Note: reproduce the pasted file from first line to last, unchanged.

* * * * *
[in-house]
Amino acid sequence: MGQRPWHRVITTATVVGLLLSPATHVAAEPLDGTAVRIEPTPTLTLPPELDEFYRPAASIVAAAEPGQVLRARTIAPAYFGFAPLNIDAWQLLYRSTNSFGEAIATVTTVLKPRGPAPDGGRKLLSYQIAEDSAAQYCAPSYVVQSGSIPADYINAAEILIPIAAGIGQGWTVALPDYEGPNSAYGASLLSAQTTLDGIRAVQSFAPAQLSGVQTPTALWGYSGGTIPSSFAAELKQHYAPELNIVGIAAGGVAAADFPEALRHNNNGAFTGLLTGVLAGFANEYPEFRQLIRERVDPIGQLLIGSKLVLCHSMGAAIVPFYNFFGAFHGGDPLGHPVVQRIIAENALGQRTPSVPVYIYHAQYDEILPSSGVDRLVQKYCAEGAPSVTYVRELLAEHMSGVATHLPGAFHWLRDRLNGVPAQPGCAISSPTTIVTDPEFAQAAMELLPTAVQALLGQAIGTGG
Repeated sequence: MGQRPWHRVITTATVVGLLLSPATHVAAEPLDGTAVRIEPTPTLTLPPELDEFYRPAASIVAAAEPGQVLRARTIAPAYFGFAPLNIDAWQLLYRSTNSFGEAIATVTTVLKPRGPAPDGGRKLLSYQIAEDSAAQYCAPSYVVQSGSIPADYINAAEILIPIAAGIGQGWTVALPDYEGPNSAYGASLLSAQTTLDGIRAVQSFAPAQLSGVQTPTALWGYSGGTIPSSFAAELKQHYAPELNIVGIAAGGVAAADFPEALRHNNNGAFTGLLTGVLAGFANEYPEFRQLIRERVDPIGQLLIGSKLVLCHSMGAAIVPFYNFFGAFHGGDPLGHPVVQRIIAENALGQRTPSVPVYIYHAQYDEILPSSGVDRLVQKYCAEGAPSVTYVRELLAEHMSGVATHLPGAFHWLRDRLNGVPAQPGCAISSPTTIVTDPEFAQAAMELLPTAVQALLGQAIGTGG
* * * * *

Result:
[in-house]
Amino acid sequence: MGQRPWHRVITTATVVGLLLSPATHVAAEPLDGTAVRIEPTPTLTLPPELDEFYRPAASIVAAAEPGQVLRARTIAPAYFGFAPLNIDAWQLLYRSTNSFGEAIATVTTVLKPRGPAPDGGRKLLSYQIAEDSAAQYCAPSYVVQSGSIPADYINAAEILIPIAAGIGQGWTVALPDYEGPNSAYGASLLSAQTTLDGIRAVQSFAPAQLSGVQTPTALWGYSGGTIPSSFAAELKQHYAPELNIVGIAAGGVAAADFPEALRHNNNGAFTGLLTGVLAGFANEYPEFRQLIRERVDPIGQLLIGSKLVLCHSMGAAIVPFYNFFGAFHGGDPLGHPVVQRIIAENALGQRTPSVPVYIYHAQYDEILPSSGVDRLVQKYCAEGAPSVTYVRELLAEHMSGVATHLPGAFHWLRDRLNGVPAQPGCAISSPTTIVTDPEFAQAAMELLPTAVQALLGQAIGTGG
Repeated sequence: MGQRPWHRVITTATVVGLLLSPATHVAAEPLDGTAVRIEPTPTLTLPPELDEFYRPAASIVAAAEPGQVLRARTIAPAYFGFAPLNIDAWQLLYRSTNSFGEAIATVTTVLKPRGPAPDGGRKLLSYQIAEDSAAQYCAPSYVVQSGSIPADYINAAEILIPIAAGIGQGWTVALPDYEGPNSAYGASLLSAQTTLDGIRAVQSFAPAQLSGVQTPTALWGYSGGTIPSSFAAELKQHYAPELNIVGIAAGGVAAADFPEALRHNNNGAFTGLLTGVLAGFANEYPEFRQLIRERVDPIGQLLIGSKLVLCHSMGAAIVPFYNFFGAFHGGDPLGHPVVQRIIAENALGQRTPSVPVYIYHAQYDEILPSSGVDRLVQKYCAEGAPSVTYVRELLAEHMSGVATHLPGAFHWLRDRLNGVPAQPGCAISSPTTIVTDPEFAQAAMELLPTAVQALLGQAIGTGG